by Thomas Brandenburg
The conversation surrounding design in government should move beyond newness, “innovation,” and “toolkits for all” to one of rigor and sustainable practice, answering the question: what is needed to do this work well in the public sector?
1. What components of service design are most interesting and relevant when working with government and public institutions?
Leadership changes every several years in government and employees operate within a staunch hierarchy; if an employee isn’t in a leadership position, their voice is most likely not present at a decision-making table. As a result, the average employee can experience change fatigue or disengage from work. It’s the design process itself that can re-engage disempowered government employees. When service design is performed well, people’s lived experiences are honored through action—research, collaboration, and co-design. Service recipients and service providers (e.g., front-line staff, program managers, nonprofit partners, and leadership) are at the design table.
2. Has the relevance or acceptance of service design changed in government over the last 2-3 years within the U.S.?
Over 5 years ago, my attention turned towards design and government through the work of Sylvia Harris and her Citizen Design team. Around that time, I started working with the Public Policy Lab as a service design fellow. Service designers in government felt new in the United States even though versions of the U.K.’s Government Digital Service, Mindlab in Denmark, and Helsinki Design Lab were flourishing abroad.
Post the healthcare.gov turnaround, it was the former Obama administration that elevated human-centered design through the establishment of 18F, United States Digital Service (USDS), the Lab at OPM, and others. The U.S. Department of Veterans Affairs specifically hired service designers to make progress on transforming the VA.
While awareness of service design has grown within U.S. governments over the past 2-3 years, it’s still unique to see the creation of leadership positions or teams centered around service design. It’s my hope that will change for the better in another 2-3 years.
3. Do you think there are any specific aspects that make it more difficult for government institutions to adopt a human centered perspective?
There are a variety, but here are three: 1) For older governments in the U.S., like Philadelphia, many policies that drive service delivery were designed in the pre-digital era and echo pre-digital sensibilities. Changing policy and shifting culture to reflect a human-centered perspective can be a long, complicated process. 2) Many officials, policy-makers, and program managers feel they’re already human-centered because they engage with constituents frequently. Convincing leaders that a human-centered perspective should be applied to the design of services and programs—within this context—can be difficult. 3) On a short-term basis, adopting a human-centered perspective can feel like a capacity issue; meaning, there’s not enough people and time to overhaul a service experience from a human-centered perspective. The long view shows otherwise.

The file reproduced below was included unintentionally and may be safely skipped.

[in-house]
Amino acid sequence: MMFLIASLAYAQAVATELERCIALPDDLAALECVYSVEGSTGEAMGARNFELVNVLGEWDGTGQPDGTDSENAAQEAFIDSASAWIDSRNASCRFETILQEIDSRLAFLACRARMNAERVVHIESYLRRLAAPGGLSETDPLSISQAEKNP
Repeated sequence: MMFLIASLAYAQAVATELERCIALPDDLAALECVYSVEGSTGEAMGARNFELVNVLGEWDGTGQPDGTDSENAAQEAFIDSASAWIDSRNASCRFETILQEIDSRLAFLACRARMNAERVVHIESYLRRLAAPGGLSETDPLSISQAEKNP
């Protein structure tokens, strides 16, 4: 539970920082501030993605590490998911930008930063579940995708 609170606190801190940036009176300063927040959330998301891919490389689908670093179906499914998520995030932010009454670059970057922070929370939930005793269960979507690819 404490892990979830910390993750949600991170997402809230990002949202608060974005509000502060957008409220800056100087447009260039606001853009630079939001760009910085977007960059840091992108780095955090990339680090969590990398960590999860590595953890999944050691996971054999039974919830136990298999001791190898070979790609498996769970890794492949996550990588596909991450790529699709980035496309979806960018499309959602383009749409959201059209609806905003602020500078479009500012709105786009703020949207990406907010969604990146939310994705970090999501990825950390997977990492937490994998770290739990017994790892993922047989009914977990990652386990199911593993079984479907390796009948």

4. Given that government institutions can be very large and complex, are there specific business units or parts of the organization that you find typically embrace service design first?
Government offices on the front lines of delivering services to people who are systemically disadvantaged tend to embrace service design first. They see first hand how poorly designed policies, programs, and service experiences (and related informational materials, like forms) can negatively impact people’s livelihoods. These offices are constantly seeking ways to improve outreach and delivery, and service designers provide effective methods to spark dignified change incrementally.
5. How would you like to see the practice of service design evolve in the public sector?
Service design is a field of practice with professionals who have honed their craft. Just like accountants are hired to perform accounting work, U.S. governments should invest in service design teams and design leaders who can partner with policy-makers and domain experts to improve public sector policy-making and service delivery from a practiced service design lens.
The conversation surrounding design in government should move beyond newness, “innovation,” and “toolkits for all” to one of rigor and sustainable practice, answering the question: what is needed to do this work well in the public sector? If service designers are in place, then the project infrastructure required to do their work well in government should also be in place—including policies that ensure public sector design research meets ethical standards of practice.
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